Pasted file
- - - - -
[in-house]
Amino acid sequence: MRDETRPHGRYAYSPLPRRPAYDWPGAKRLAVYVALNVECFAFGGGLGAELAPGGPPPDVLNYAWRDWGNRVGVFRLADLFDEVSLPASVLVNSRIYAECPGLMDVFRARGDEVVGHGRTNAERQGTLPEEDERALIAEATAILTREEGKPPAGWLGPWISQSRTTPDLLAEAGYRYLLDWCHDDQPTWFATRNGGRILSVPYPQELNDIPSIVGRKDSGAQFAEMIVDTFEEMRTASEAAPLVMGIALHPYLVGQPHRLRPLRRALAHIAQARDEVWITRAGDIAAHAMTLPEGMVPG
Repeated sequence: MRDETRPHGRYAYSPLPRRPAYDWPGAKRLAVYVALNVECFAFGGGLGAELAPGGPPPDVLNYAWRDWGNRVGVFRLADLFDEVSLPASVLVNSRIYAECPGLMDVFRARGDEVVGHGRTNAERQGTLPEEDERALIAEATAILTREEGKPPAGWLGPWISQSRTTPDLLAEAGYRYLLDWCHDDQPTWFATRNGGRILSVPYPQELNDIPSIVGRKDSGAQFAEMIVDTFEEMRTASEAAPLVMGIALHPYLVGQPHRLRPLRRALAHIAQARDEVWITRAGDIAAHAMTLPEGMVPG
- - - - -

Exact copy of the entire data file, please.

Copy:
[in-house]
Amino acid sequence: MRDETRPHGRYAYSPLPRRPAYDWPGAKRLAVYVALNVECFAFGGGLGAELAPGGPPPDVLNYAWRDWGNRVGVFRLADLFDEVSLPASVLVNSRIYAECPGLMDVFRARGDEVVGHGRTNAERQGTLPEEDERALIAEATAILTREEGKPPAGWLGPWISQSRTTPDLLAEAGYRYLLDWCHDDQPTWFATRNGGRILSVPYPQELNDIPSIVGRKDSGAQFAEMIVDTFEEMRTASEAAPLVMGIALHPYLVGQPHRLRPLRRALAHIAQARDEVWITRAGDIAAHAMTLPEGMVPG
Repeated sequence: MRDETRPHGRYAYSPLPRRPAYDWPGAKRLAVYVALNVECFAFGGGLGAELAPGGPPPDVLNYAWRDWGNRVGVFRLADLFDEVSLPASVLVNSRIYAECPGLMDVFRARGDEVVGHGRTNAERQGTLPEEDERALIAEATAILTREEGKPPAGWLGPWISQSRTTPDLLAEAGYRYLLDWCHDDQPTWFATRNGGRILSVPYPQELNDIPSIVGRKDSGAQFAEMIVDTFEEMRTASEAAPLVMGIALHPYLVGQPHRLRPLRRALAHIAQARDEVWITRAGDIAAHAMTLPEGMVPG